Sports Personality of the Year: How the shortlist was chosen
The waiting is over and the 12 contenders for the BBC Sports Personality of the Year award have been announced - Nicola Adams, Ben Ainslie, Jessica Ennis, Mo Farah, Katherine Grainger, Sir Chris Hoy, Rory McIlroy, Andy Murray, Ellie Simmonds, Sarah Storey, David Weir and Bradley Wiggins.
I hope you will agree that the shortlist comprises a fantastic array of sporting talent and rightly recognises those sportspeople that have delivered moments that brought the nation together during 2012.
In my previous blog, I outlined how the BBC had evolved the shortlisting process through the introduction of an expert panel, which included representatives from the national press and the BBC, former nominees and the chair of UK Sport.
Sports Personality of the Year 2012 shortlist expert panel
- Director of BBC Sport - Barbara Slater (Chair)
- BBC head of TV Sport - Philip Bernie
- Executive editor of BBC Sports Personality of the Year - Carl Doran
- From BBC Radio 5 live - Eleanor Oldroyd (presenter, 5 live Sport)
- Three newspaper sports editors (to be rotated annually) - in 2012, Mike Dunn (sports editor, the Sun), Lee Clayton (head of sport, Daily Mail), Matthew Hancock (sports editor, the Observer)
- A pan sports broadcaster/journalist - Sue Mott
- Three former SPOTY nominees (to be appointed annually) - in 2012, Sir Steve Redgrave, Baroness Grey-Thompson and Denise Lewis
- Baroness Campbell, chair of UK Sport
It convened last Monday in the BBC's offices in Central London to come up with the shortlist, as well as deciding the Team of the Year, Coach of the Year and the Overseas Sports Personality Award.
I would like to take this opportunity to thank the panellists for their time and contributions.
I had the privilege of chairing the meeting; marshalling the debates in order to secure a consensus of opinion from around the table.
I started by asking the panellists for their views on the various awards - and the first point of consensus was just how difficult it would be to leave some very worthy candidates off the lists.
The panel also debated the criteria for the various awards and reviewed the lists of potential candidates to make sure there was no person or team that had been overlooked.
We had already extended the shortlist for the main award this year from 10 to 12, but at times we all wished it was nearer 15 or 20.
I was reminded that back in 1996, Great Britain won only one gold medal at the Summer Olympics - one of our panellists, Sir Steve Redgrave, securing that in the rowing pairs, alongside Sir Matthew Pinsent.
This year, Team GB notched up an incredible 29 gold medals, with Paralympics GB adding a further 34. It was very difficult to leave off Olympians and Paralympians of the calibre of, to name just a few:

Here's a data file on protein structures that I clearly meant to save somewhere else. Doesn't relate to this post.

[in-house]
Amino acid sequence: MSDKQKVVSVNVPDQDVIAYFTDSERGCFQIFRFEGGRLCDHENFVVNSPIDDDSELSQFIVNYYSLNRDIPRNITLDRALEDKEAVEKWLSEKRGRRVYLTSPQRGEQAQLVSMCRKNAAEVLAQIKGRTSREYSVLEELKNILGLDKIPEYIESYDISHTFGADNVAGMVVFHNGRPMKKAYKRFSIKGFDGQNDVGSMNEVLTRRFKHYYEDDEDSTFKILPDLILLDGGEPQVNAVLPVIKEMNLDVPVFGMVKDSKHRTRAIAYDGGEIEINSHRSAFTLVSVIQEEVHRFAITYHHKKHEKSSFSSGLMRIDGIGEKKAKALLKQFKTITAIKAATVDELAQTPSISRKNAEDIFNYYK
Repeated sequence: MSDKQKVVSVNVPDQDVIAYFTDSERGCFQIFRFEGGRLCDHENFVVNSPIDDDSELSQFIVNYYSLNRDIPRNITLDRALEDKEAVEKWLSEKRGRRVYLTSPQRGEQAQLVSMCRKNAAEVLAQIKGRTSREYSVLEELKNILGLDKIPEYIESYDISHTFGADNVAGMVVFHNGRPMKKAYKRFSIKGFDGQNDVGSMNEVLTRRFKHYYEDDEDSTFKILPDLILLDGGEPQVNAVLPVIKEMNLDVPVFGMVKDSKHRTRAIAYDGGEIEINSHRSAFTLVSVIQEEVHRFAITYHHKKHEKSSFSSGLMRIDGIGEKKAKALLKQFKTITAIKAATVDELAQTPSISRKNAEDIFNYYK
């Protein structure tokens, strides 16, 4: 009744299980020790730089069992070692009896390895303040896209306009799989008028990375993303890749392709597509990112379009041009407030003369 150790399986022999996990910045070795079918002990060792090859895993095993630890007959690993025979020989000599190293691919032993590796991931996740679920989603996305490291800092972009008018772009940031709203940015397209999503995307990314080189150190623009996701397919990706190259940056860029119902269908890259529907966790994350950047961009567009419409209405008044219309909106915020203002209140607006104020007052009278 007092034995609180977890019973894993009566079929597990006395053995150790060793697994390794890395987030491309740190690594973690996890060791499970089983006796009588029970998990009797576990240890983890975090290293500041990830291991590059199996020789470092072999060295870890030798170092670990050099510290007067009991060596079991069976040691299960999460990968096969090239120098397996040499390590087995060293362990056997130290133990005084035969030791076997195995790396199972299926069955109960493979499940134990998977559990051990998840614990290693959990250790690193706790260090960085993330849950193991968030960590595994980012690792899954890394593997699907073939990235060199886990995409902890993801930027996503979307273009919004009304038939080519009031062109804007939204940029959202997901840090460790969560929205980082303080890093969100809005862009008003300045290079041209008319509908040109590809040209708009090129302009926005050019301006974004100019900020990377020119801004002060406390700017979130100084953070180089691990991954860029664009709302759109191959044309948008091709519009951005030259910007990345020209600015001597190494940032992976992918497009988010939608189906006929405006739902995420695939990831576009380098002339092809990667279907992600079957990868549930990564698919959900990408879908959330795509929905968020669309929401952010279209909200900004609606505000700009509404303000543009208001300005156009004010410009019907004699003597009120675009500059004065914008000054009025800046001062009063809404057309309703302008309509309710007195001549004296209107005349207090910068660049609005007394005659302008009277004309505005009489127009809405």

- Double gold medallist Charlotte Dujardin,
- Triathlon gold medal-winner Alistair Brownlee,
- Taekwondo champion Jade Jones,
- Triple Paralympic gold medallist Sophie Christiansen,
- Double cycling gold medal-winner Laura Trott,
- Sprint king Jonnie Peacock,
- Triple Olympic gold medallist Jason Kenny, and
- Victoria Pendleton - who won gold and silver in track cycling.
The panel also reflected long and hard on the heroics of stars from other sports such as:
- Golf's Ian Poulter during the Ryder Cup's 'miracle of Medinah',
- The continued brilliance of boxing's Carl Froch,
- And the 'magnificent seven' from Champion Jockey Richard Hughes.
In any other year these sportspeople would probably be front-runners to win the overall award. If we ever needed reminding just how special a sporting year it has been, then the list of those sportspeople who did not make the final 12 is testament to that.
Contenders on Twitter
* Bradley Wiggins & Katherine Grainger do not have Twitter accounts
We had similar debates over the candidates for the Team, Coach and Overseas awards, with the added complication that we also had to pick the winners that will be announced on the night of the show.
This involved taking some very tough decisions and people's views will no doubt differ on the relative achievements of those in the running for each award.
It goes without saying that the success of all the sporting heroes from 2012 will be properly reflected during the programme.
The production team is busy trying to squeeze the action into a two-and-a-half hour programme - 30 minutes longer than usual but probably a few hours short of what they would like to work with!
I hope you will be able to join us as we broadcast live on BBC One, BBC One HD and BBC Radio 5 live on Sunday 16 December. The show starts at 19:35 and, once again, it will be the viewing public on the night that decides who will be crowned their Sports Personality of the Year.
Can you pick a winner?